It's almost funny, in a twisted sort of way. Election after election, Republicans have based their core political appeal on fear.
And yet — as dual gun massacres this weekend starkly illustrate — they refuse to offer solutions to any of the mortal threats Americans actually face.
President Trump's closing (losing) message in the midterms was "Be afraid, be very afraid"; he and his co-partisans have lately doubled down on it for 2020. Of course, the perils that Republicans promise to rescue us from are often fictional, or of their own making.
We must fear the coming scourge of socialism (no matter that Trump himself so often advocates command-and-control-style economic policies).
Trump and allies urge us to cower in trepidation from helpless parents and children seeking asylum, a threat so grave they needed to be separated from one another and caged. We must also fear the supposed Muslim and Latino hordes, who threaten to wipe out Anglo-European culture and displace white babies with their own.
What of the other threats actually endangering American lives?
July was the hottest month on record, and deadly natural disasters worsen. Yet, according to Republicans, climate change is not a hazard but a hoax, or, alternatively, it's real but not man-made. Whatever the case, move along, nothing to see here. Keep those oil-extraction subsidies and coal bailouts flowing.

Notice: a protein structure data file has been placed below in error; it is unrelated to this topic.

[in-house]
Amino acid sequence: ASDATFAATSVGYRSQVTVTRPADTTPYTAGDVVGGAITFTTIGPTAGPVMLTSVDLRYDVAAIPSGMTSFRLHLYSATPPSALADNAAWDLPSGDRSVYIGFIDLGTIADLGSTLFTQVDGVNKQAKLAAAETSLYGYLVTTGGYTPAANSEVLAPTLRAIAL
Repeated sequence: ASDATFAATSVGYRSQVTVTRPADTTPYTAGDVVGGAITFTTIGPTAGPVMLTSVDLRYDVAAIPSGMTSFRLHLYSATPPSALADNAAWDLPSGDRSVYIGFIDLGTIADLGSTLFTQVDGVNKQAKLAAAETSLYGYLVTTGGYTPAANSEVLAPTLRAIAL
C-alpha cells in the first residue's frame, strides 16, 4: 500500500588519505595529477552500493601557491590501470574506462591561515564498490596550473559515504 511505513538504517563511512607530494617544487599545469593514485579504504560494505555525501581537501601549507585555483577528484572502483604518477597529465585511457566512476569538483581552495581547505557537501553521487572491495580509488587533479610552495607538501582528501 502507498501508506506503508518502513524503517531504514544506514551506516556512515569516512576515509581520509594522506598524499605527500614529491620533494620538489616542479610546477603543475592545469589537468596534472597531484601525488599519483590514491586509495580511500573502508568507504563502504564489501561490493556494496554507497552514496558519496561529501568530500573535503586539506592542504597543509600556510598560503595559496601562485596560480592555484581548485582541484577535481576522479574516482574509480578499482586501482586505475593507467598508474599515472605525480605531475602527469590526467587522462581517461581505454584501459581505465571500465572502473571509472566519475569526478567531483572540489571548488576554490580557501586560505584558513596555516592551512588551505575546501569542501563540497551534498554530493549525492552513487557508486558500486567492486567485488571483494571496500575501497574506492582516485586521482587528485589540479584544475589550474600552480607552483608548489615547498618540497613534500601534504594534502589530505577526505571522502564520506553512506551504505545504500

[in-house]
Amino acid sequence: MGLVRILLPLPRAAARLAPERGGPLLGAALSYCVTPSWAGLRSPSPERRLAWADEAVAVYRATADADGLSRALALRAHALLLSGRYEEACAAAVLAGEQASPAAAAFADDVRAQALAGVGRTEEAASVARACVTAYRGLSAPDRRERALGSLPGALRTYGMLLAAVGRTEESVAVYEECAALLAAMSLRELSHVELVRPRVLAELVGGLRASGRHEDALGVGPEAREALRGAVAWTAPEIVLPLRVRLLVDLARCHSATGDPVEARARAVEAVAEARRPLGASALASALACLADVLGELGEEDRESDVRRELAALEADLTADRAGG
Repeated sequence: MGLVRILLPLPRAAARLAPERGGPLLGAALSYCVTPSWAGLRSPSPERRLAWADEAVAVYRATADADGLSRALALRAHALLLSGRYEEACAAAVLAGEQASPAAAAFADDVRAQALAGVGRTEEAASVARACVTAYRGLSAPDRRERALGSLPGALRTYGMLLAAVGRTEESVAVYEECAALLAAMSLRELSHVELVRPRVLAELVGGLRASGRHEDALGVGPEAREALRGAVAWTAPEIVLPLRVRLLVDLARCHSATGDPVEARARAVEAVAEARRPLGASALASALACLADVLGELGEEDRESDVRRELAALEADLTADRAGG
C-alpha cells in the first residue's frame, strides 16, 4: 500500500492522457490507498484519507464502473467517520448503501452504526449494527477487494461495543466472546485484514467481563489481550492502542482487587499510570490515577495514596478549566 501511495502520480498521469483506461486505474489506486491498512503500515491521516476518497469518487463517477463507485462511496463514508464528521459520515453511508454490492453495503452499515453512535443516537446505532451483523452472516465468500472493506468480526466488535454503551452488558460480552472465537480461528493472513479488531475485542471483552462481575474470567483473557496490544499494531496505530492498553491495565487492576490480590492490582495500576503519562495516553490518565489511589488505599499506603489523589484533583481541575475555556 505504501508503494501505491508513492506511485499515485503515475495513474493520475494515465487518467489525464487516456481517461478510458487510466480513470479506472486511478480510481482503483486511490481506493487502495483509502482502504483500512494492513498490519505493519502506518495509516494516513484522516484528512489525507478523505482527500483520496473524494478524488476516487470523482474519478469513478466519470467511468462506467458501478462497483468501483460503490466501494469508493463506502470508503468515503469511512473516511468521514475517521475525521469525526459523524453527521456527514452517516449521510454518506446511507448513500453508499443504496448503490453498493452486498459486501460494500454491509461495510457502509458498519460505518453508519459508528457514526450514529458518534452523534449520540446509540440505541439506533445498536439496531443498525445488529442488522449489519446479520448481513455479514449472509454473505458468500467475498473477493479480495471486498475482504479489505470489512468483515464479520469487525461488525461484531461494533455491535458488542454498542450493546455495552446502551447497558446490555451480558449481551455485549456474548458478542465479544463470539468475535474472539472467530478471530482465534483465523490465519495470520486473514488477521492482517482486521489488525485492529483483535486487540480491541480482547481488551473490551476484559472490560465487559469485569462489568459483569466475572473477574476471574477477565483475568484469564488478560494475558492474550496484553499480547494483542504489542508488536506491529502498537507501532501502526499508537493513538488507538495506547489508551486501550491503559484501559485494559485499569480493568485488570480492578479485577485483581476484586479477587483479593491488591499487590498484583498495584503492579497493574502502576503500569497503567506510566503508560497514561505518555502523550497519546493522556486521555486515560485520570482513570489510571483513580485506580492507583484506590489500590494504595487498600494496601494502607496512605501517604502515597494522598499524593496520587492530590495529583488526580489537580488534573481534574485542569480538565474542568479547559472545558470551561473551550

Health care likewise tops Americans' list of worries, and has for the past five years, according to Gallup surveys. But Republicans offer plans that will reduce lifesaving coverage and shift more costs onto sick patients.
Which brings me to the uniquely American epidemic of gun violence, particularly that perpetrated by white supremacists and other far-right terrorists.
This year alone, there have been at least 255 mass-shooting incidents, according to the Gun Violence Archive. Americans cannot worship, dine, shop, browse a food festival or pass notes in homeroom without worrying about being gunned down: As of 2017, four in 10 Americans said they feared being a victim in a mass shooting.
Immigrants and members of other minority populations have heightened reason for fearing firearm violence given the murderous anti-immigrant attacks in El Paso on Saturday that left 22 dead; the slaughters at synagogues in Pittsburgh and Poway, Calif., that together took 12 lives; and other recent hate-filled attacks targeting blacks, Muslims and members of the LGBTQ community.
The real thing to fear, according to Republicans and the gun lobby that controls them, isn't gun violence but rather liberty-crimping policies that might curb gun violence.
Republicans thrive on imagined menaces. Yet when a real-life menace demands action, they dismiss it. What, pray tell, is the party so afraid of?
Catherine Rampell's email address is email@example.com.